Wave is also another small piece. In fact at 24 x 18cm even smaller than Last harbour. This has also been a challenge, I could fit 25 paintings this size into my average canvas area. The largest piece I’ve done up here has been 30 x 24cm (Dark clouds looming – click Here). I have used the same knives that I would use for a painting 20 times the size, and learning to adjust my knife control to avoid smudging outside of the immediate painting area has been hair tearing fun.

Final thoughts on the journey. As a painter it’s been challenging, frustrating, inspiring and delightful in equal measure. Late November is not a time for vivid colours. We’ve had one good sunset and a couple of clear nights, both of these would have been interesting to paint, but that will have to wait. Have I found enough to sustain me as an artist? I think so, though it is only by living here that I will be able to introduce the social commentary that is an essential component of my practice. Of one thing I’m sure though. I will be bringing back with me a new perspective on painting, and lots of ideas about how I will develop my work. I’m happy, and I hope you have enjoyed the fruits of my labour 😉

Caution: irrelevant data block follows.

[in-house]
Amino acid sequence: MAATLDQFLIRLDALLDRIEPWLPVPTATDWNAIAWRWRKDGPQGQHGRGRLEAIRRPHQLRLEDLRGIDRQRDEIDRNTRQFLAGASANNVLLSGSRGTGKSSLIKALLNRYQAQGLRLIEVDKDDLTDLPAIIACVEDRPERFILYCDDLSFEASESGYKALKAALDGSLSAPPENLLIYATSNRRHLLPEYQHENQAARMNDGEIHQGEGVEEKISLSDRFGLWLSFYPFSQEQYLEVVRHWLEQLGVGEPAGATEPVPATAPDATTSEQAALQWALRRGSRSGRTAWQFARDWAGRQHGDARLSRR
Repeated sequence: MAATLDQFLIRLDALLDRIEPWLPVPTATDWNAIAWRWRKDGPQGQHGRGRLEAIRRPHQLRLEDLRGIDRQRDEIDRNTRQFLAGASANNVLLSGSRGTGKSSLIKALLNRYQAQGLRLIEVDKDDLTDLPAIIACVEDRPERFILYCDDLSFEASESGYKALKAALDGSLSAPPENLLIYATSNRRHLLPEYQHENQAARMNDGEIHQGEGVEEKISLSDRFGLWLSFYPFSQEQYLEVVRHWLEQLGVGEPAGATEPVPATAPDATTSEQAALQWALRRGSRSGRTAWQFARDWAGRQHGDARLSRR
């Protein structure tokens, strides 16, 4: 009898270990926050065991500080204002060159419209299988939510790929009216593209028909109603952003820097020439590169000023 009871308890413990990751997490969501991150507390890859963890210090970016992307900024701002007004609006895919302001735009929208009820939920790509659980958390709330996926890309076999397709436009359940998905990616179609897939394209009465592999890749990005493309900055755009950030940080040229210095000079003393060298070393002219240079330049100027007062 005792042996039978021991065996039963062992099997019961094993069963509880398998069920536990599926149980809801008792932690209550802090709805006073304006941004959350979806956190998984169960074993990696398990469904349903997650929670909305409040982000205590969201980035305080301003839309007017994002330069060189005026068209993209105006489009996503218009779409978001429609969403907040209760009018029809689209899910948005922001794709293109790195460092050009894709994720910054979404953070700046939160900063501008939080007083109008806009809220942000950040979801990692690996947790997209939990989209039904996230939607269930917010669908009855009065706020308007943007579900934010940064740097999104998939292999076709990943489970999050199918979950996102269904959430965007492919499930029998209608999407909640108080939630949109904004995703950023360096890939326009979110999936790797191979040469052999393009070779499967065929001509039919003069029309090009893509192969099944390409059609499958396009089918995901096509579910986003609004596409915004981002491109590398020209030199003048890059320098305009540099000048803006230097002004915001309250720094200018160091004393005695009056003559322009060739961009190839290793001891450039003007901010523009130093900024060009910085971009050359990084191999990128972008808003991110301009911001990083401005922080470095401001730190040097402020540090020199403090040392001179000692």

Last harbour

Last harbour

Last harbour

As most people don’t when it starts to get cold and wet, we’ve taken a house on the north-west coast of Scotland, just above the Torridons mountain range, in a place called Gairloch. This unseasonal tourism is motivated by our desire to move here, and our recognition that the short days and harsh conditions of the Scottish winter had to be experienced before such a major upheaval took place. The idea was to try and do our normal activities whilst here, so Penny is at her writing, and I brought four canvases up with me.

As a painter of urban/industrial/political landscapes I have realised there are a number of challenges. Not least of these is what to paint. I recognise that should we move, my subjects will change as the social geography is so different. This is not a real problem, I could paint the same mountain 15 times a day up here, and have 15 significantly different pieces, and the living here will cast light on the relationships between people and landscape that permeate my work. The light at this time of year is strange, giving a muted and almost oppressive feel to the day, and the Sun barely makes it a third of the way up the horizon before sinking wearily down again, it will be fascinating to try and capture this. The colours are familiar, my palette need not drastically change, and the shapes too are as the moors, only morer, as though this was Yorkshire by the sea 🙂 All told these challenges are no barrier, and experiencing them has encouraged my hopes for a future here.

Last harbour is the first piece I have done whilst up here. It is also, at 8″ x 11″, the smallest I have done since being a child. The size was also a challenge, learning to confine my normal expressive sweeps of the knife a few hours of frustration. An experiment in light as much as form and subject, I am fairly happy with it though, and the answers it has supplied to some of my concerns as an artist about moving here 🙂